The first and last nights of this ride, as well as the third night, will be spent in hotels (with swimming pools!). Other than these three nights, this is not a luxury vacation. Riders will be staying in local guesthouses / hotels along the route, as well as home stays. Outside of Jinghong, accommodations are very basic. There is hot water at each place of accommodation, but generally no wifi (and sometimes no cellular service).
Each Yunnan Bicycle Journey comes fully equipped with two English-speaking guides who are familiar with the terrain and extremely knowledgeable about the area’s culture, industry, and history. We also work very closely with two local guides who know and love the area, and also help to provide all kinds of wonderful experiences.
The Hutong will organize a group flight departing from Beijing to Jinghong on Day 0, and from Jinghong to Beijing on Day 8. We work with a reputable travel agent to secure the lowest possible prices, and do not mark up flights. Please let us know if you’re interested in joining the group flight; if you’d like to arrange your own flights to or from Jinghong, or add on any extra destinations, you can consult us for travel tips (but the flights are yours to organize!).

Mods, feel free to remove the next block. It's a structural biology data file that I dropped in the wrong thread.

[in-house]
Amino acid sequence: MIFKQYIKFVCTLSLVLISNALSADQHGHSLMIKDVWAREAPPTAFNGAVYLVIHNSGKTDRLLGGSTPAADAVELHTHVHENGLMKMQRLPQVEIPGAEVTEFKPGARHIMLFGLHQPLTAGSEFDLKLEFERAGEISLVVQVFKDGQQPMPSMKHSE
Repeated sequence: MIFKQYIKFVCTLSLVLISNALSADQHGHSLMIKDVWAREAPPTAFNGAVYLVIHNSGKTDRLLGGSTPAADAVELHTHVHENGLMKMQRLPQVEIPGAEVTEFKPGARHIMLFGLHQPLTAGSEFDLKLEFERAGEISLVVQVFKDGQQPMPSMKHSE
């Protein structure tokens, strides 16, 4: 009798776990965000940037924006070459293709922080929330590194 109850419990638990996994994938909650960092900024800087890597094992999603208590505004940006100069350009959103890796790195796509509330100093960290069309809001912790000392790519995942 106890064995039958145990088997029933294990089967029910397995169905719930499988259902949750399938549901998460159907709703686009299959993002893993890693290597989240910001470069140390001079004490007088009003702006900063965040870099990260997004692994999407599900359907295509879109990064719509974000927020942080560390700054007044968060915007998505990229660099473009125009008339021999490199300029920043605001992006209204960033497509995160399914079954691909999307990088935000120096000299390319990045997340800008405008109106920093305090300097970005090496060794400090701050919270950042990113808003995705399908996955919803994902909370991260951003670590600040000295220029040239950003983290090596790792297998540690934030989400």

Arriving and Departing
This trip will begin and end in Jinghong. If you are flying on the group flight, The Hutong’s guide will help you check in and arrange luggage at the airport in Beijing.
Though it’s technically winter time, Xishuangbanna is quite nice during this time of year. The average high is 28 degrees Celsius, and the average low is 12 degrees Celsius. The rainy season in Jinghong is during the summer, though it is still possible to get some rainfall during the ride. In short: you might need a warm jumper at night in the villages, along with rain gear (to be safe), but it should be comfortable riding.
Recommended Packing List
- Your own helmet!
- Bike shorts or pants. (These are not required but you – and your behind – may find the extra padding helpful during the longer days)